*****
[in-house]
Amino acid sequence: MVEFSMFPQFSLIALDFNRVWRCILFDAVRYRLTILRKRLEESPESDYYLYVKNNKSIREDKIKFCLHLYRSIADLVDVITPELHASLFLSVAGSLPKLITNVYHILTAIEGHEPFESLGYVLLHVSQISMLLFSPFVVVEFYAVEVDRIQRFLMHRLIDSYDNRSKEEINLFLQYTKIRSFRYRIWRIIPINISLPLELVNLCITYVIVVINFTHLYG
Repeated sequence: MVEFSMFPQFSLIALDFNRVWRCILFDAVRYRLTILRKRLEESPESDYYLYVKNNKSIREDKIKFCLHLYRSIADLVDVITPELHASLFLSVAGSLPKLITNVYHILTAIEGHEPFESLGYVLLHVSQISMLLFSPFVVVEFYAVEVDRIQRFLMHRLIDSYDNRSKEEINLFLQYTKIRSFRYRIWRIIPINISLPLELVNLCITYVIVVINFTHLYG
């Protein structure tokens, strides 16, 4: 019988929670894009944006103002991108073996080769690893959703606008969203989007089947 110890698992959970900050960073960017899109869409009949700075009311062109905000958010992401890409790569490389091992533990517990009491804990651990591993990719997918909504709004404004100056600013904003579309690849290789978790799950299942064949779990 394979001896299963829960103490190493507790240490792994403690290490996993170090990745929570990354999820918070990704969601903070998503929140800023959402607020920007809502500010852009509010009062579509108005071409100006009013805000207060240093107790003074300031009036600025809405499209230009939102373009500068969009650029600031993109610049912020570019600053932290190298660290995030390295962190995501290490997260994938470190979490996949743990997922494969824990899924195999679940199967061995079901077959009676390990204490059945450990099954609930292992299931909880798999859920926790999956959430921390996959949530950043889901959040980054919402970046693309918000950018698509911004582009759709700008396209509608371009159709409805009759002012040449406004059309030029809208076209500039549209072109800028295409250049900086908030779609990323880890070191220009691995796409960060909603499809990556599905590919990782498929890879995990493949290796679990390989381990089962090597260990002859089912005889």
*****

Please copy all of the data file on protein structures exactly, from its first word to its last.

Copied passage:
[in-house]
Amino acid sequence: MVEFSMFPQFSLIALDFNRVWRCILFDAVRYRLTILRKRLEESPESDYYLYVKNNKSIREDKIKFCLHLYRSIADLVDVITPELHASLFLSVAGSLPKLITNVYHILTAIEGHEPFESLGYVLLHVSQISMLLFSPFVVVEFYAVEVDRIQRFLMHRLIDSYDNRSKEEINLFLQYTKIRSFRYRIWRIIPINISLPLELVNLCITYVIVVINFTHLYG
Repeated sequence: MVEFSMFPQFSLIALDFNRVWRCILFDAVRYRLTILRKRLEESPESDYYLYVKNNKSIREDKIKFCLHLYRSIADLVDVITPELHASLFLSVAGSLPKLITNVYHILTAIEGHEPFESLGYVLLHVSQISMLLFSPFVVVEFYAVEVDRIQRFLMHRLIDSYDNRSKEEINLFLQYTKIRSFRYRIWRIIPINISLPLELVNLCITYVIVVINFTHLYG
């Protein structure tokens, strides 16, 4: 019988929670894009944006103002991108073996080769690893959703606008969203989007089947 110890698992959970900050960073960017899109869409009949700075009311062109905000958010992401890409790569490389091992533990517990009491804990651990591993990719997918909504709004404004100056600013904003579309690849290789978790799950299942064949779990 394979001896299963829960103490190493507790240490792994403690290490996993170090990745929570990354999820918070990704969601903070998503929140800023959402607020920007809502500010852009509010009062579509108005071409100006009013805000207060240093107790003074300031009036600025809405499209230009939102373009500068969009650029600031993109610049912020570019600053932290190298660290995030390295962190995501290490997260994938470190979490996949743990997922494969824990899924195999679940199967061995079901077959009676390990204490059945450990099954609930292992299931909880798999859920926790999956959430921390996959949530950043889901959040980054919402970046693309918000950018698509911004582009759709700008396209509608371009159709409805009759002012040449406004059309030029809208076209500039549209072109800028295409250049900086908030779609990323880890070191220009691995796409960060909603499809990556599905590919990782498929890879995990493949290796679990390989381990089962090597260990002859089912005889």